We have all read about the huge regulator fines imposed in the financial services industry, but regulatory activity in the health care industry is also rising rapidly. It seems to me that in this and other industries, there is a sea change: regulators are holding companies more to account and checking much more carefully that they are following the rules.
A stunning example of this is shown in the graph below from the US FDA showing the rise in the formal warning letters it has issued across industries in recent years – from 471 in fiscal year 2007 to 4,882 in fiscal year 2012.
I have not read all these thousands of letters (!), but here are a few interesting excerpts relating to failing to train and assess well enough. You can see all warning letters on the FDA website:
From a letter to a medical devices company in 2012
“Failure to document that all personnel are trained to adequately perform their assigned responsibilities … Specifically, no documentation was provided which demonstrated that manufacturing technicians or customer service personnel received training for their assigned duties.”
From a letter to a contract pharmaceutical laboratory in 2012:
“your laboratory should establish a procedure for requiring, documenting, and periodically assessing all training”
From a letter to a pharmaceutical manufacturer in 2012:
“Your employees were not adequately trained in CGMPs as evidenced by the deficiencies listed in this letter. In your response to this letter, provide a plan to develop an ongoing and robust CGMP training program for your personnel, including an explanation of how you will assess training effectiveness.“
And from an older letter to a US blood bank:
There is no evidence an annual written test has been given to all laboratory personnel as required by the “Training Program” procedure for the production laboratory.
These are interesting evidence that regulators expect assessments or other evidence of training. I was prompted to write this blog article by one other excerpt from regulatory action by the FDA. This example fascinated me not because the organization failed to assess, but because it did assess, and the assessments failed to pick up the problems.
In a letter to a blood services organization in 2012, the FDA said (red highlighting by me):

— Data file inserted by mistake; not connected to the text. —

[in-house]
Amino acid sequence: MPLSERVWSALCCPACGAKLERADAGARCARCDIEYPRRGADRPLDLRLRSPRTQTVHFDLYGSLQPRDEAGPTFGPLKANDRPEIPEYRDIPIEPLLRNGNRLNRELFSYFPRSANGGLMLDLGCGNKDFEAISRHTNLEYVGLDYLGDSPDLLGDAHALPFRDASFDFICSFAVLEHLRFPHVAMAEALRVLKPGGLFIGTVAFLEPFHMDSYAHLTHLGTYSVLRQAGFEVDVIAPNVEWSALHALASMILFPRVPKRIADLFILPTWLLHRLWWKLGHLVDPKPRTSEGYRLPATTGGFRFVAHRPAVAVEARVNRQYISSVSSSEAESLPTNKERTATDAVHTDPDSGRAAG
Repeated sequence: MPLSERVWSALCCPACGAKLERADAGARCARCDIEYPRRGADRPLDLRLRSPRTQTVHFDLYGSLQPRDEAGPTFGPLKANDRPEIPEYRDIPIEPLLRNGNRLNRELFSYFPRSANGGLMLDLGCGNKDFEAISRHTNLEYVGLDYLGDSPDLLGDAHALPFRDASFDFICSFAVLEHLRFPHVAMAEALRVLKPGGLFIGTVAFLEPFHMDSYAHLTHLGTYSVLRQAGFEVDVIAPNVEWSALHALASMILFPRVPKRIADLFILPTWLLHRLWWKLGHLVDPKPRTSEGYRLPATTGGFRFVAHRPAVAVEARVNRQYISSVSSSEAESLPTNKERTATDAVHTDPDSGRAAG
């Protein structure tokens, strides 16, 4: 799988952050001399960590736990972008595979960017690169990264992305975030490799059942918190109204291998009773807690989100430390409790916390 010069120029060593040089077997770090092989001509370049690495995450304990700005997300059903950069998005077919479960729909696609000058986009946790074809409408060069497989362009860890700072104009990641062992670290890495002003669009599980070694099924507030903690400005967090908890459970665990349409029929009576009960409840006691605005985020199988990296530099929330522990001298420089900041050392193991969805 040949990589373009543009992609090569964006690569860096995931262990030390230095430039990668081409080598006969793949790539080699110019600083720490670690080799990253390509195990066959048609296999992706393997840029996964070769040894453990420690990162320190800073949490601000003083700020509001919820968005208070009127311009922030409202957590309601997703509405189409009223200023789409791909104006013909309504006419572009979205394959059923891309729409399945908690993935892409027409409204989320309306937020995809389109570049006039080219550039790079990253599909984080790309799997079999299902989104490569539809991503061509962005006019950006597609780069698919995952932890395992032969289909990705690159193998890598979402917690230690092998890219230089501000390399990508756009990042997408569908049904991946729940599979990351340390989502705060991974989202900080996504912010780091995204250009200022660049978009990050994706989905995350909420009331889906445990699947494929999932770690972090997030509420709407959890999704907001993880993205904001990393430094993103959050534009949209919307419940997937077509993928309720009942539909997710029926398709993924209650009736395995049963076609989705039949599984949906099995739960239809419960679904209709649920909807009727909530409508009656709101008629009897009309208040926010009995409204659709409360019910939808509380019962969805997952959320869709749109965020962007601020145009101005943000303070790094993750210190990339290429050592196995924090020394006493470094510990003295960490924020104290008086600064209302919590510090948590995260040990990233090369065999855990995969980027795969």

During an inspection … FDA discovered that annual competency reviews and/or QA reviews did not detect that employees were not correctly performing all steps of testing blood samples. One test was repeatedly performed incorrectly by many employees beginning 2007, and another test was repeatedly performed incorrectly by many employees since April 2008. FDA’s review of the competency assessments for those employees performing those tests found that none failed the assessment.
So in this case, employees were being tested. But they were all passing, in spite of not doing their job correctly. This highlights a key requirement when using assessments: well designed assessments are the best way of measuring competence and understanding. But you need to make sure that your assessments are well designed, valid and reliable. A poor quality assessment can give false comfort.
A sensible regulator will not only want to see that you assess your employees’ competence, but also that you use professional techniques to create, deliver and report on those assessments to ensure that they match the requirements for the job. It is of course desirable that all your employees pass competency assessments, but only if those assessments truly measure the key requirements for the job.
For more background on good practice using assessments in the health care industry, read the previous To Your Health posts listed below. You can also read Questionmark’s best practice white papers for advice on providing assessments that get effective results.